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07 May 2019 | Story Valentino Ndaba | Photo Charl Devenish
Noko Masalesa
Noko Masalesa, Director of Protection Services, in conversation with students and stakeholders to plan a safe way forward.

Safety and security are human rights that constitute social justice. At the centre of the agenda at the University of the Free State’s (UFS) Social Justice Week held on the Bloemfontein Campus from 17-22 April 2019 were discussions about off-campus safety. Stakeholders agreed on an upgrade to security measures in order to ensure the success and wellbeing of the student population.

A call to students

Prof John Mubangizi, Dean of the Faculty of Law, in his capacity as representative of the UFS Rector and Vice-Chancellor, Prof Francis Petersen, expressed his view on institutions of higher learning no longer functioning as ivory towers. “For any initiative to succeed, collaboration is necessary between key roleplayers,” he said.

He aptly pointed out that: “We cannot underscore the importance of safety and security, not only for the university but also for the communities around us. What the university does benefits the community and vice versa. I pledge the university’s commitment to play a leading part to ensure that the collaboration works,” said Prof Mubangizi.

Beefing up security: Who is involved?

In view of the collaborative effort Prof Mubangizi alluded to, the engagement was twofold. First was the roundtable discussion facilitated by Protection Services which then escalated into a public dialogue where students had the opportunity to interact with external delegates.

The South African Police Services, Community Police Forum, Private Security, Mangaung Metropolitan Municipality, Provincial Commissioner, and Deputy Minister of Police were well represented in this critical conversation. Internally, members of Protection Services, Housing and Residence Affairs, Student Affairs, Institute for Social Justice and Reconciliation, Student Representative Council, and the Department of Criminology heard the plight of off-campus safety faced by students.

Changes in the horizon

The discussions culminated with recommendations which will see the future of student safety take a different direction. According to Skhululekile Luwaca, former SRC president, these include “the municipality’s commitment to immediately address issues such as street lights and enforcing by-laws, ensuring an integrated accreditation system, and drafting a policy for off-campus accommodation, running more crime awareness campaigns, and giving police patrols more visibility.”

In addition to resolving to set up a student safety forum with all the stakeholders, the Mangaung Metropolitan Municipality has invited the UFS to join Reclaim the City – a safety forum where practical solutions to crime are devised and implemented on a weekly basis.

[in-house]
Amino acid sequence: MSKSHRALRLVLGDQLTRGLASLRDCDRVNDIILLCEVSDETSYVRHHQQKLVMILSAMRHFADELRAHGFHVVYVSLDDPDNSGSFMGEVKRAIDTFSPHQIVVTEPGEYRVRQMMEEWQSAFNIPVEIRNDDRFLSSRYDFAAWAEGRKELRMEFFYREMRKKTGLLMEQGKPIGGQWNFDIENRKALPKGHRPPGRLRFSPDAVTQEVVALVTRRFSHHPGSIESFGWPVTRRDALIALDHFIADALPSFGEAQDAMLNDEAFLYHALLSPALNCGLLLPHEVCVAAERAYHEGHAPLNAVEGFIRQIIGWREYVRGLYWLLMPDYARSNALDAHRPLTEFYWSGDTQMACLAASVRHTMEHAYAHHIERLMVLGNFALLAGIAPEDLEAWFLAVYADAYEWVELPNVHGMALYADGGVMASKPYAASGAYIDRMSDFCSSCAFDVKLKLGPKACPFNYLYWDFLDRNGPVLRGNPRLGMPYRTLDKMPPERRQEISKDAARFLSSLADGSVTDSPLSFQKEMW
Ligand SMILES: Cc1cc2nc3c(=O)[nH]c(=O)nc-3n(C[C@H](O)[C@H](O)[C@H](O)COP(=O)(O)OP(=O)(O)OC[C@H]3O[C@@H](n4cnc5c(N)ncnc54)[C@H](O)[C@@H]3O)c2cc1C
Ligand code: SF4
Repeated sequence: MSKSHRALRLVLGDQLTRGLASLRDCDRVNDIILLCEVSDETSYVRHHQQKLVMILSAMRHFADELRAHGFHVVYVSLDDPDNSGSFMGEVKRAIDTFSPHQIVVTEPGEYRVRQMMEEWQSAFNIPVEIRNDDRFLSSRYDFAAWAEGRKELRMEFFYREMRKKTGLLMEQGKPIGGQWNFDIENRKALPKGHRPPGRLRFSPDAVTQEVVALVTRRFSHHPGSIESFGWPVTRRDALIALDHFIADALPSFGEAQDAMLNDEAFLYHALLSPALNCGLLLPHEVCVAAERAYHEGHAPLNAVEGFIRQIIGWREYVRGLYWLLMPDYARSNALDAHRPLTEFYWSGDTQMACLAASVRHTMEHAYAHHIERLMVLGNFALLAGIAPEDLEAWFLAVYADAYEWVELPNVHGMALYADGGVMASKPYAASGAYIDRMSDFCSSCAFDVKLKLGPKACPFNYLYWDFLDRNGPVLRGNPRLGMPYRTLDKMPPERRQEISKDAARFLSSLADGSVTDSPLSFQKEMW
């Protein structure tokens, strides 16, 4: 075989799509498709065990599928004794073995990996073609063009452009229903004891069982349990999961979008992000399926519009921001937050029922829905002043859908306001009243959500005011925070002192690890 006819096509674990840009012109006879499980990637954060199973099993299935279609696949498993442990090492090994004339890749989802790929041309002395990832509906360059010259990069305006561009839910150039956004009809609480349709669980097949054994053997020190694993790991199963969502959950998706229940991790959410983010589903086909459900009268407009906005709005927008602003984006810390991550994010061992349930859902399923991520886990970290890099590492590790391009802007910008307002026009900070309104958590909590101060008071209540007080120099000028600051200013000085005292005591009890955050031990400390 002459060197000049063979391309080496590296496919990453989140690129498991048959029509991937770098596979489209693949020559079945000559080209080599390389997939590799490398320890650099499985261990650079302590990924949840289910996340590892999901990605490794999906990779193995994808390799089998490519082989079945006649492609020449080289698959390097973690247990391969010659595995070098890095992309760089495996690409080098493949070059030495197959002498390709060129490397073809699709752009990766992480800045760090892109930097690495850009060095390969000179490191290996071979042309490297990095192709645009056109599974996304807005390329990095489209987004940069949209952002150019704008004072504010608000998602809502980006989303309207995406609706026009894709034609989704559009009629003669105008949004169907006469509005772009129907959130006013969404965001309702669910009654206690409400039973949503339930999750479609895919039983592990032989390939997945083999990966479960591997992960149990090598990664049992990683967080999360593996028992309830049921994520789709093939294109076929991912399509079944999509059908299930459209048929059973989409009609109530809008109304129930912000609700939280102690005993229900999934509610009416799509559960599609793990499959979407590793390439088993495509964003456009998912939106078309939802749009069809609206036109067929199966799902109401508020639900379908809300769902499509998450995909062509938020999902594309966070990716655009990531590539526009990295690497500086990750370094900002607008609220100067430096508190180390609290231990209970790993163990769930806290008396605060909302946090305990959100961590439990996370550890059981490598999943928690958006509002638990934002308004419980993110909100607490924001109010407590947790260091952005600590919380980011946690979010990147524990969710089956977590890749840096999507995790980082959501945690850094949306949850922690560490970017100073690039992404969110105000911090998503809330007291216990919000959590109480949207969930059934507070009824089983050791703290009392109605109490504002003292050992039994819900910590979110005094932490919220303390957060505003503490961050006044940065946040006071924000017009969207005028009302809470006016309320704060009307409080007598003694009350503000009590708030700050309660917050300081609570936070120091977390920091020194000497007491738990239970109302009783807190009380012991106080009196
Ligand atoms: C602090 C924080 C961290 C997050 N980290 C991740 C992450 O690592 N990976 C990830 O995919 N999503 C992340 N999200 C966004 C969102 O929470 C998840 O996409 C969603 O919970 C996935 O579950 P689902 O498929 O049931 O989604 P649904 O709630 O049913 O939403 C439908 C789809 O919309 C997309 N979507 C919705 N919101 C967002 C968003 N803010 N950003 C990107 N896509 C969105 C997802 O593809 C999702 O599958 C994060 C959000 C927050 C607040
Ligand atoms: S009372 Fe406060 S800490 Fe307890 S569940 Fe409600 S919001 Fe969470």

News Archive

Music programme receives a boost
2004-08-20

 

 

Back standing fltr: Mr Peter Guy - Founder and coordinator: Mangaung String Program and snr lecturer at the Musicon; Mrs Francine Duvenage, Manager: Human Resources, Wesbank. Middle fltr: Prof Frederick Fourie, Rector and Vice-Chancellor of the UFS; Mr Apie Otto, Area Manager: Vehicles, Wesbank Free State and Northern Cape. Front fltr: Mr John Minaar (17), Gr 12 Sand du Plessis Secondary School; Repiloe Olifant (14) Gr 10 Navalsig Secondary School; Moeketsi Khang (16) Gr 11 Tsoseletso Secondary School; Stella Benbooi (12) Gr 7 Bochabela Primary School.

The Mangaung String Programme, a partnership between the University of the Free State (UFS) and the Free State Musicon, an institution that falls under the auspices of the Free State Department of Sport, Arts, Culture, Science and Technology, has recently received heartened encouragement when an amount of R342 000,00 was granted to the programme by the Wesbank/First Rand Foundation for the purchasing of a bus.

“Transporting the children who are part of the programme back and forth for tuition and rehearsals has been a major problem as most of them stay in the townships on the outskirts of Bloemfontein ,” said Mr Peter Guy, founder and coordinator of the programme.

“The bus will ensure that those children who have the passion, dedication and commitment can spend every afternoon if they so choose practicing, learning about music and rehearsing with children from all over Bloemfontein,” said Mr Guy.

Mr Guy, a Senior Lecturer at the Musicon, started the programme in 1998 with funding from the Musicon Parents Teachers Association, initially with 15 pupils - today 150 children participate in the programme. In 2002 the UFS formed a partnership with the Free State Musicon in the provisioning of facilities, tuition and musical instruments. “Since the involvement of the UFS, the programme has almost tripled in size and one

fulltime teaching position is now jointly funded by both institutions,” said Mr Guy.

According to Mr Guy the Free State Symphony Orchestra has committed itself to providing opportunities for gifted young players from all backgrounds to perform, develop their talents and to grow musically. Some of the children of the Mangaung String Programme will soon be joining the Free State Symphony Concert in concerts.

Media Release
Issued by: Lacea Loader
Media Representative
Tel: (051) 401-2584
Cell: 083 645 2454
E-mail: loaderl.stg@mail.uovs.ac.za
19 August 2004
 

 

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